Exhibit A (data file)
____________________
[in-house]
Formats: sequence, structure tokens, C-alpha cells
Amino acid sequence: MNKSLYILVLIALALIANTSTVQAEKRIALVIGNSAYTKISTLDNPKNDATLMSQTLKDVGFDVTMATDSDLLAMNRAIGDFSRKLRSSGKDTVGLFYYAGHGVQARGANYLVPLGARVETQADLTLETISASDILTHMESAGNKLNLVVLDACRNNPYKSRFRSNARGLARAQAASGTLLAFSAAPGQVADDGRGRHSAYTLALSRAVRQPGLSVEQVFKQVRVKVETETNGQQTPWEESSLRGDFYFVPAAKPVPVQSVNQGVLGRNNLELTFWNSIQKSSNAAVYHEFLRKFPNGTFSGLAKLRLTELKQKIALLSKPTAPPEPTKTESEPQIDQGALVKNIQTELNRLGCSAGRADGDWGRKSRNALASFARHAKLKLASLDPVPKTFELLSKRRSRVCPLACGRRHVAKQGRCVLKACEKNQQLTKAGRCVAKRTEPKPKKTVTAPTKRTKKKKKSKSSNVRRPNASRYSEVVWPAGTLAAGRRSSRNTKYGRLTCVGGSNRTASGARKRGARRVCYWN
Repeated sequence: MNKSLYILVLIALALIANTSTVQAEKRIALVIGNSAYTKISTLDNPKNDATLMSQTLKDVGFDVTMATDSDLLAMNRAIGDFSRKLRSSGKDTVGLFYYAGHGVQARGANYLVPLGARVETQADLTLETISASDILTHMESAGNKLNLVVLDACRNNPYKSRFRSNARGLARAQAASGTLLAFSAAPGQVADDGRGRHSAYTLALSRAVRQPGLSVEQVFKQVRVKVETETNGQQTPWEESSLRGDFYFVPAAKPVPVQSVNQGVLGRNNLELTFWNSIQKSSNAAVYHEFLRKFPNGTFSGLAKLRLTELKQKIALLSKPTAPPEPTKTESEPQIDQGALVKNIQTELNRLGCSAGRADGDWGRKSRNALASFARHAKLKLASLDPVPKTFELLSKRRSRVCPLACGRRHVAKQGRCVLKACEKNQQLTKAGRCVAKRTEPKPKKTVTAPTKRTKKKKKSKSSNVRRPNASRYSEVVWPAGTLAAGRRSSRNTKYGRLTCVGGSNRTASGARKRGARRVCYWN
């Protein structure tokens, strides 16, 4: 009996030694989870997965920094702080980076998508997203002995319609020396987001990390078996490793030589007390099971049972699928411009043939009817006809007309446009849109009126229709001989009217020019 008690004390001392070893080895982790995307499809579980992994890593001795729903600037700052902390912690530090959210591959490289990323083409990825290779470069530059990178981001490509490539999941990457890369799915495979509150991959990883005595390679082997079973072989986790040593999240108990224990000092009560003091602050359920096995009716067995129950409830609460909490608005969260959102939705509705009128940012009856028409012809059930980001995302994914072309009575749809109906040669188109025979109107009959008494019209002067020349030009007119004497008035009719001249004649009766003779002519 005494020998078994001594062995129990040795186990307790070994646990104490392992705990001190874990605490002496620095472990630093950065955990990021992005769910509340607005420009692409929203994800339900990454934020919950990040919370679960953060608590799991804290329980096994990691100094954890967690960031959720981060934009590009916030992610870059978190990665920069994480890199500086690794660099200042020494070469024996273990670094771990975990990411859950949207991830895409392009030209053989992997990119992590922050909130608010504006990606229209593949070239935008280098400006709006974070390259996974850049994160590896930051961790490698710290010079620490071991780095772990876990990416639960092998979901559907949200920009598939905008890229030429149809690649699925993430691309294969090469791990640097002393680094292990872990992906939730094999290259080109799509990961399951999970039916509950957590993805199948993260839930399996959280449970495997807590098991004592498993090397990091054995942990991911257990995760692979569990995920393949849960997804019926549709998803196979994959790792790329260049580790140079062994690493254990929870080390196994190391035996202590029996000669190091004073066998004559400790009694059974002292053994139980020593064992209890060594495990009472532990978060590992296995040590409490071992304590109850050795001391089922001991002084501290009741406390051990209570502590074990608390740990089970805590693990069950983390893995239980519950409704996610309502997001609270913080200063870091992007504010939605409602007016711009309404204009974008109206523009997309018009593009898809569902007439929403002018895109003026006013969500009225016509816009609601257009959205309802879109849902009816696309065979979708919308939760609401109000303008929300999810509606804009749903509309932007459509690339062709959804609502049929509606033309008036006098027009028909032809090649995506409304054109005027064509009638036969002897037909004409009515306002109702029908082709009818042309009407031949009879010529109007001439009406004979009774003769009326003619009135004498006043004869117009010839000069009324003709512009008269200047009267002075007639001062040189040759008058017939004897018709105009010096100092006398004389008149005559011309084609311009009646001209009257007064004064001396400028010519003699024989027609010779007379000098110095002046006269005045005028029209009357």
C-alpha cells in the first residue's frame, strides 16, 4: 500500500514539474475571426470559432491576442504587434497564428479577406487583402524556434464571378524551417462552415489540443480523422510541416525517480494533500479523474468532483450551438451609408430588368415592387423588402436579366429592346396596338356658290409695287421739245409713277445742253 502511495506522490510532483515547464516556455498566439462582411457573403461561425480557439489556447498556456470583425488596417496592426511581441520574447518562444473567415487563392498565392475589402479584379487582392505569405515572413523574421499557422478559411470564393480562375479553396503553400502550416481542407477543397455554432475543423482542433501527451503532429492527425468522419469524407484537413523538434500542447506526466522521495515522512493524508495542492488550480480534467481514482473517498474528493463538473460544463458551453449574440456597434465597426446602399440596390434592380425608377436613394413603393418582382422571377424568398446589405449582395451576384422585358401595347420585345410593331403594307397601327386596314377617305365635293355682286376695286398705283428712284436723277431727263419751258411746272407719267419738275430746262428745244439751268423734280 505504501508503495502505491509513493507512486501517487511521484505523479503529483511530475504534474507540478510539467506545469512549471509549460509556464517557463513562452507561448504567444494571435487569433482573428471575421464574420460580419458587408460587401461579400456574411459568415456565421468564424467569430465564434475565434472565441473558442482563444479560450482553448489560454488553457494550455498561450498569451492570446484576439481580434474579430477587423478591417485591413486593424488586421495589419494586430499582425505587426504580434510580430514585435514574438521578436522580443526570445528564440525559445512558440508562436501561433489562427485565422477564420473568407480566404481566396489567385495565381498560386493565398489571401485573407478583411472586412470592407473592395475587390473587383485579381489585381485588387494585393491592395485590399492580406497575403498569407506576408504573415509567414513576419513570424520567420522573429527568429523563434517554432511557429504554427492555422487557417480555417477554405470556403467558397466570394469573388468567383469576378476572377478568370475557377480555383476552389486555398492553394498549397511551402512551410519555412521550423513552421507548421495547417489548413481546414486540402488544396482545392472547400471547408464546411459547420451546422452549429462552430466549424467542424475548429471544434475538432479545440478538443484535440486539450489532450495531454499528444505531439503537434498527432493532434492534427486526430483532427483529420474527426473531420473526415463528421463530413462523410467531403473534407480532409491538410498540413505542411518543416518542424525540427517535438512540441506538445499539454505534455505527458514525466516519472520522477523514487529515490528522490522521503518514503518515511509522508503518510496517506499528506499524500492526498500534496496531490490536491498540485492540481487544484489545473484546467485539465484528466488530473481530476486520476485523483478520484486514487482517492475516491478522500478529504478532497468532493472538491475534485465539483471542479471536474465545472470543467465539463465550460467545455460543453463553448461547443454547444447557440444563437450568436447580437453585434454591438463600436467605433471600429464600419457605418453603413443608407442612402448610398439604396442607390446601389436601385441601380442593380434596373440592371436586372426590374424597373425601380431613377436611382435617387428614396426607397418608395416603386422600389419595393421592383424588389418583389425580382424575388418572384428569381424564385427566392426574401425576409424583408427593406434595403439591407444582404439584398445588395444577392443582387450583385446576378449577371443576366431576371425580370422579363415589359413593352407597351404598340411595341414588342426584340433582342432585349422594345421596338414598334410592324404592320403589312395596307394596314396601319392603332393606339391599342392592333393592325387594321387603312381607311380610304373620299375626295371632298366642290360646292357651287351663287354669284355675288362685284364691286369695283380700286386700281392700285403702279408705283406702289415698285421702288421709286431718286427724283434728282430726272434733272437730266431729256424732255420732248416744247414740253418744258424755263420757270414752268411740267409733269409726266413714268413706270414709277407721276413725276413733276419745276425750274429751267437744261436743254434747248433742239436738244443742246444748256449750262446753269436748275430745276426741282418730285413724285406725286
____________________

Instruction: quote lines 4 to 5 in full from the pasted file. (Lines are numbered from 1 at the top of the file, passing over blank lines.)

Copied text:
Repeated sequence: MNKSLYILVLIALALIANTSTVQAEKRIALVIGNSAYTKISTLDNPKNDATLMSQTLKDVGFDVTMATDSDLLAMNRAIGDFSRKLRSSGKDTVGLFYYAGHGVQARGANYLVPLGARVETQADLTLETISASDILTHMESAGNKLNLVVLDACRNNPYKSRFRSNARGLARAQAASGTLLAFSAAPGQVADDGRGRHSAYTLALSRAVRQPGLSVEQVFKQVRVKVETETNGQQTPWEESSLRGDFYFVPAAKPVPVQSVNQGVLGRNNLELTFWNSIQKSSNAAVYHEFLRKFPNGTFSGLAKLRLTELKQKIALLSKPTAPPEPTKTESEPQIDQGALVKNIQTELNRLGCSAGRADGDWGRKSRNALASFARHAKLKLASLDPVPKTFELLSKRRSRVCPLACGRRHVAKQGRCVLKACEKNQQLTKAGRCVAKRTEPKPKKTVTAPTKRTKKKKKSKSSNVRRPNASRYSEVVWPAGTLAAGRRSSRNTKYGRLTCVGGSNRTASGARKRGARRVCYWN
């Protein structure tokens, strides 16, 4: 009996030694989870997965920094702080980076998508997203002995319609020396987001990390078996490793030589007390099971049972699928411009043939009817006809007309446009849109009126229709001989009217020019 008690004390001392070893080895982790995307499809579980992994890593001795729903600037700052902390912690530090959210591959490289990323083409990825290779470069530059990178981001490509490539999941990457890369799915495979509150991959990883005595390679082997079973072989986790040593999240108990224990000092009560003091602050359920096995009716067995129950409830609460909490608005969260959102939705509705009128940012009856028409012809059930980001995302994914072309009575749809109906040669188109025979109107009959008494019209002067020349030009007119004497008035009719001249004649009766003779002519 005494020998078994001594062995129990040795186990307790070994646990104490392992705990001190874990605490002496620095472990630093950065955990990021992005769910509340607005420009692409929203994800339900990454934020919950990040919370679960953060608590799991804290329980096994990691100094954890967690960031959720981060934009590009916030992610870059978190990665920069994480890199500086690794660099200042020494070469024996273990670094771990975990990411859950949207991830895409392009030209053989992997990119992590922050909130608010504006990606229209593949070239935008280098400006709006974070390259996974850049994160590896930051961790490698710290010079620490071991780095772990876990990416639960092998979901559907949200920009598939905008890229030429149809690649699925993430691309294969090469791990640097002393680094292990872990992906939730094999290259080109799509990961399951999970039916509950957590993805199948993260839930399996959280449970495997807590098991004592498993090397990091054995942990991911257990995760692979569990995920393949849960997804019926549709998803196979994959790792790329260049580790140079062994690493254990929870080390196994190391035996202590029996000669190091004073066998004559400790009694059974002292053994139980020593064992209890060594495990009472532990978060590992296995040590409490071992304590109850050795001391089922001991002084501290009741406390051990209570502590074990608390740990089970805590693990069950983390893995239980519950409704996610309502997001609270913080200063870091992007504010939605409602007016711009309404204009974008109206523009997309018009593009898809569902007439929403002018895109003026006013969500009225016509816009609601257009959205309802879109849902009816696309065979979708919308939760609401109000303008929300999810509606804009749903509309932007459509690339062709959804609502049929509606033309008036006098027009028909032809090649995506409304054109005027064509009638036969002897037909004409009515306002109702029908082709009818042309009407031949009879010529109007001439009406004979009774003769009326003619009135004498006043004869117009010839000069009324003709512009008269200047009267002075007639001062040189040759008058017939004897018709105009010096100092006398004389008149005559011309084609311009009646001209009257007064004064001396400028010519003699024989027609010779007379000098110095002046006269005045005028029209009357």